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'F-22 Raptor stealth coatings are crap' case goes to court

Pricey ultrafighter 'defective', alleges whistleblower

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Internet Security Threat Report 2014

But it's not what you're coated with that counts - it's the shape you're in

The suit goes further, saying that since Olsen ceased to be involved in Raptor development Lockheed has continued to conceal problems with the plane's stealth coatings "through at least October 2004 and likely to the present date". He adds that issues with the coatings being washed off by jet fuel or water meant they eventually had to be much thicker than the design called for, compromising the Raptor's aerodynamics and adding as much as 600 pounds of unexpected weight.

Problems with coatings have always been a feature of stealth capability, however. Previous stealth aircraft, such as the F-117 and B-2, are known to be horrifyingly expensive to maintain because of issues like this - not uncommonly needing major work on their exteriors after every flight. The Raptor is supposed to be easier to look after, but even so the existing fleet is likely to be clad by now in new coatings quite different from those of Olsen's time at Lockheed a decade ago.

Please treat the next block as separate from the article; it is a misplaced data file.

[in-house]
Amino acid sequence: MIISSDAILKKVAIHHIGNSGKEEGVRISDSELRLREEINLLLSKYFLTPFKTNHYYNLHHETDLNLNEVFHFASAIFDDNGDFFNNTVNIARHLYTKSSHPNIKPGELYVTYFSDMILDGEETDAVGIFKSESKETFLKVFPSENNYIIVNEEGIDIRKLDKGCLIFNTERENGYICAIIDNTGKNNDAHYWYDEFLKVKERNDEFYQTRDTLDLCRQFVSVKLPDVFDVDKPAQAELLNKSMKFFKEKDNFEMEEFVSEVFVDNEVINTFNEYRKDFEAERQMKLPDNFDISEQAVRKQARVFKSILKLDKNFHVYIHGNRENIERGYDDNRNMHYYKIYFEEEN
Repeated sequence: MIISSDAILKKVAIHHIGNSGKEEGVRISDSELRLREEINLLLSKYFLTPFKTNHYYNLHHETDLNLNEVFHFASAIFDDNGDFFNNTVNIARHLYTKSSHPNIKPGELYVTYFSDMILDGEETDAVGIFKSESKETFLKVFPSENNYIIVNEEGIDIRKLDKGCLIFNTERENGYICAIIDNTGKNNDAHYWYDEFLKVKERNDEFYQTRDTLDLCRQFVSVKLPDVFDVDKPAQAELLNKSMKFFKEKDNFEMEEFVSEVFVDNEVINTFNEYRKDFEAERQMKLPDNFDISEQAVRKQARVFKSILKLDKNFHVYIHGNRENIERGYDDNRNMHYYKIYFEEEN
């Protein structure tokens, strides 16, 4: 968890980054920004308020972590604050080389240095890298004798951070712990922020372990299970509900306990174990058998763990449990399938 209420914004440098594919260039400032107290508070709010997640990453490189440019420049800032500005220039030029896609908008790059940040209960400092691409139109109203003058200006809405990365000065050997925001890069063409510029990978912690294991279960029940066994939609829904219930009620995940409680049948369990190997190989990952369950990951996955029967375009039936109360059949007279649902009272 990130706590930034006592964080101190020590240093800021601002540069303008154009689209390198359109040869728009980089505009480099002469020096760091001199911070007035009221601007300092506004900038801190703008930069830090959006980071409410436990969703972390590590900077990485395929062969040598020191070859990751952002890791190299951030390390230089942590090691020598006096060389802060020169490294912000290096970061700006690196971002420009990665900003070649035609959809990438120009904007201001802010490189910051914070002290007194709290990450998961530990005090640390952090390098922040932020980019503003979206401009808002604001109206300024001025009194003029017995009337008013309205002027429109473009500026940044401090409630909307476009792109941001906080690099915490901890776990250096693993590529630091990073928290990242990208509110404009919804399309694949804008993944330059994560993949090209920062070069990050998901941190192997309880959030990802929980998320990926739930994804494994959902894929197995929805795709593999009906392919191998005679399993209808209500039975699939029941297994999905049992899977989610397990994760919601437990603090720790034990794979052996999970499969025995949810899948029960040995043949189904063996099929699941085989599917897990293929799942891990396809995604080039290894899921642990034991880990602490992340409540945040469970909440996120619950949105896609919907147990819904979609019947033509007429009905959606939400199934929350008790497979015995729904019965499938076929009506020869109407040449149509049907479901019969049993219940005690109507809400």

Then, it's also widely acknowledged that shape is much more significant than materials in stealth design, so even if the Raptor is (or was) wrapped in suspect coatings this may not have had that much effect on its signatures.

Certainly the US air force have never expressed any concerns, and the superfighter has now been in service for some time. (That said, until lately the USAF was engaged in a massive battle against the Defense secretary and President Obama to get a bigger fleet of F-22s, so the service would have been unlikely to mention any snags.)

Given the massive amount of secrecy surrounding the pricey jet's technology, and the length of time that has passed since Olsen worked at Lockheed, he and his lawyers probably have a tough fight on their hands. For those interested, Olsen's full legal filing can be read below. ®

Update

Lockheed has now supplied us with a statement saying that the case was transferred to Georgia at the company's request, and that coporate lawyers haven't yet filed their response to Olsen's suit.

"Lockheed Martin does not believe there is any merit to the allegations and will vigorously defend this matter in court," adds the aerospace firm.

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